OPINION: Hey, Google: School shouldn’t feel like an office job



Illustration by Isabella Russomanno


By Isabella Russomanno


The John Oliver Phenomenon

At the beginning of this school year, I noticed that I was still watching a number of instructional videos in class almost daily, which brought to mind the incoherent blur of Google Meets and asynchronous time that was 2020 and 2021. Soon after, I began tracking the number of minutes I was watching a video in every class for about a month. 

I started seeing John Oliver, the leftie British comedian, someone I usually encounter independently of school, in some of my classes. This seemed odd. Why was John Oliver emphatically yelling at me about campaign finance laws? Why was John Oliver yelling at me about the mental health crisis in America? Inflation? Lobbying? What about the CrashCourse brothers? Heimler’s History? I thought the use of YouTube videos would have subsided by now.

I had other questions, too. Why was I still taking exams on my computer? Why was I still doing regular assignments on my computer? And why am I doing so many group projects on my computer?

This was my main misconception. I was expecting school to go back to the way it was. However, this computerized structure was the way it was always meant to be. We’ve finally arrived, but why does it feel like the bureaucratization of school rather than an enlightenment?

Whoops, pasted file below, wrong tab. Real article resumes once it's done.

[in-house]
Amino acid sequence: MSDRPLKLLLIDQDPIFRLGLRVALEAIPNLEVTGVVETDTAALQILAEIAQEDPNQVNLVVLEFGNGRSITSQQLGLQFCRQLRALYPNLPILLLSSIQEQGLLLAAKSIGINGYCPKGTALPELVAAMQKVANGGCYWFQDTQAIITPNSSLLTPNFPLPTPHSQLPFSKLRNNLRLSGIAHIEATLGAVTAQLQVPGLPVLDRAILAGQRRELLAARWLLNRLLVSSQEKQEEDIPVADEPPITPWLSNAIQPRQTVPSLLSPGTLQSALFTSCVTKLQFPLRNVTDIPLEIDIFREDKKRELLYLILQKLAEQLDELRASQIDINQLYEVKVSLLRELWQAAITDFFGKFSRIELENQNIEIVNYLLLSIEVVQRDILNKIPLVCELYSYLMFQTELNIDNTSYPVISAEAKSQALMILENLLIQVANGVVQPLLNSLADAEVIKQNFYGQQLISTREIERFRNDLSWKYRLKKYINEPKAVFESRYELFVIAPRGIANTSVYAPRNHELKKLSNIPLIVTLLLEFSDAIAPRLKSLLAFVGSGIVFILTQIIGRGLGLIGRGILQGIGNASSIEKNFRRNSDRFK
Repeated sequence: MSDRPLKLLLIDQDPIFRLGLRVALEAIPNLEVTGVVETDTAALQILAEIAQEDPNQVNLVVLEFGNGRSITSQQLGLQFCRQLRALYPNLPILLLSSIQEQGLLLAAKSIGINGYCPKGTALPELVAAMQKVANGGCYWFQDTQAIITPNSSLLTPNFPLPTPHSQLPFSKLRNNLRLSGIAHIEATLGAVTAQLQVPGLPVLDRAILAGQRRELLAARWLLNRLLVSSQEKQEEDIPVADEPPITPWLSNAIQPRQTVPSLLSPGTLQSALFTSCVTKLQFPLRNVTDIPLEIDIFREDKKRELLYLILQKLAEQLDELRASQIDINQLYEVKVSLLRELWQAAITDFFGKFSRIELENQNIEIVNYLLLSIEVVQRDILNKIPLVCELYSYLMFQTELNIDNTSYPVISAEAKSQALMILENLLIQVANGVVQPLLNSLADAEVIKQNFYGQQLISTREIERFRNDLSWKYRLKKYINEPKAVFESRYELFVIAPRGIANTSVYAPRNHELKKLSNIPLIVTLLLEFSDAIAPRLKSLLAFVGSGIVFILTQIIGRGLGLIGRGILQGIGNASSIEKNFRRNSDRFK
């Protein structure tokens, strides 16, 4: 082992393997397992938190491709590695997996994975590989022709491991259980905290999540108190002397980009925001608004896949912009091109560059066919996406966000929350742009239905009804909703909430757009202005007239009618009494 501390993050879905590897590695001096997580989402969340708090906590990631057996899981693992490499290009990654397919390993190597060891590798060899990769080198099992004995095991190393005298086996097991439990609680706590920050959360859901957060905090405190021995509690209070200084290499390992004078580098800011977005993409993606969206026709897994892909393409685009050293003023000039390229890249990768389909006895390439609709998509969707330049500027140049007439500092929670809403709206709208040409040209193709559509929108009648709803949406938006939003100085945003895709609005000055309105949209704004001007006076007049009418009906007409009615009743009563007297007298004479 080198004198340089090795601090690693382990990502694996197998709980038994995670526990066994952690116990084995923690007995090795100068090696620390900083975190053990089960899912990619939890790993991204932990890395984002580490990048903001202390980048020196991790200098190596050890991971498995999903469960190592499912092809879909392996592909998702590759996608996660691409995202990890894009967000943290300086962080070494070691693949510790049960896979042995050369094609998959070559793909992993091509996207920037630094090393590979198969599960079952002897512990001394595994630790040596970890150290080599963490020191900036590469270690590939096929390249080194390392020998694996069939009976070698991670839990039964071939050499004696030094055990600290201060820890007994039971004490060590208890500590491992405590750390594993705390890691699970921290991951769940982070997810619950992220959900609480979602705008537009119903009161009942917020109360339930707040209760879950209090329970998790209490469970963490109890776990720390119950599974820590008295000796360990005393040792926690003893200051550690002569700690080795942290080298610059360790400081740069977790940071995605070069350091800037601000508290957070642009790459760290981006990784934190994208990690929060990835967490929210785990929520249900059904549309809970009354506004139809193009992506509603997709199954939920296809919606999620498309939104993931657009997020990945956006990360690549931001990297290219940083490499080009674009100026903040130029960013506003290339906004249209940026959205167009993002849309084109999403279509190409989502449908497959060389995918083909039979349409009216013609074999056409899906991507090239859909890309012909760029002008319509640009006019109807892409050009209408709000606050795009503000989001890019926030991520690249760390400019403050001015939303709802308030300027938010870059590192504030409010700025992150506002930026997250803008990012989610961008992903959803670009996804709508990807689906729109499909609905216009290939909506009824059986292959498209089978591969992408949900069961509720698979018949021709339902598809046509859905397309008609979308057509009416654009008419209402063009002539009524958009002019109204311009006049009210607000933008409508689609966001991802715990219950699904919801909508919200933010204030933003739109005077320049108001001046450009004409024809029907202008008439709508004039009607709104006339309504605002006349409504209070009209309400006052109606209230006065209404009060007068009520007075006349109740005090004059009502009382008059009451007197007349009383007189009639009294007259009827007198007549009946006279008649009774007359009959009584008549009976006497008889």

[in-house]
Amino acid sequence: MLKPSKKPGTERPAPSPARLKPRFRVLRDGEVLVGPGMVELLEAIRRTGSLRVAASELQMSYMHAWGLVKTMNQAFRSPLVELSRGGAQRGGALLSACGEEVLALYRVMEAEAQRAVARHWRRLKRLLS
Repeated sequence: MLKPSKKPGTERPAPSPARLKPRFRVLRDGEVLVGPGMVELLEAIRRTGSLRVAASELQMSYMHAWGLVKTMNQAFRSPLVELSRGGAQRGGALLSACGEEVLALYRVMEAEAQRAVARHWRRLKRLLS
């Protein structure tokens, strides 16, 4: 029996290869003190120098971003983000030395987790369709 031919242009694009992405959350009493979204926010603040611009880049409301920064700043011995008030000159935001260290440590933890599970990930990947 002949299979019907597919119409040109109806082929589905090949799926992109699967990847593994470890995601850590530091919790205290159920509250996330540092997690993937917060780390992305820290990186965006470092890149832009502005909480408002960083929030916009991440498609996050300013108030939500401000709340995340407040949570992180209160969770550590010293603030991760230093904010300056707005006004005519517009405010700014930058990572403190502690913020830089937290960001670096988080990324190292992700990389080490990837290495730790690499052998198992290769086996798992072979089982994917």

Miracle devices

In the fall of 2021, fresh out of remote learning, Lane’s student newspaper covered Lane’s achievement of its one-to-one device model in an article by former managing editor Theo Gary. Damir Ara, one of Lane’s assistant principals, expressed much optimism for the program, referencing the physical load that would be taken off of students’ backs.

“My ideal situation is that everyone here is just walking with the pretty thin tablet that they’re taking to their class,” Ara told The Warrior in 2021. “And that is their tool, and they don’t need anything else, because the curriculum, and anything involving instruction or assessment will be already online.”

Granted, I doubt that Lane administrators or even CPS had any evil intentions by wanting to give students access to Google technology. In fact, the language that is used around this issue is almost always positive. We are “finally catching up,” “providing,” “stepping into the future” — reaching something truly great. I don’t blame administrators for implementing a program that they were told would be life-changing for both themselves and their students. 

According to a Google for Education blog post chronicling the CPS laptop rollout, using the Google Suite platform and Chromebooks would help teachers “push their teaching to some unimaginable new levels,” by being able to “seamlessly work with Google Workspace tools.”

This makes computers sound like miracle devices. Who knew Google Docs could have such astounding soul-seizing powers? How could students and families say no?

$308 Million

According to the New York Times, the national school technology market was projected to reach $21 billion in 2020, some estimates had it at $60 billion by 2018. The market’s current location in this projection is unclear, but the $308 million CPS has spent on computers alone since 2020 may provide some context about the amount of money that is fueling this initiative locally. According to WBEZ, the $308 million is “as much as [CPS’s vendors] got paid during the previous two decades combined.”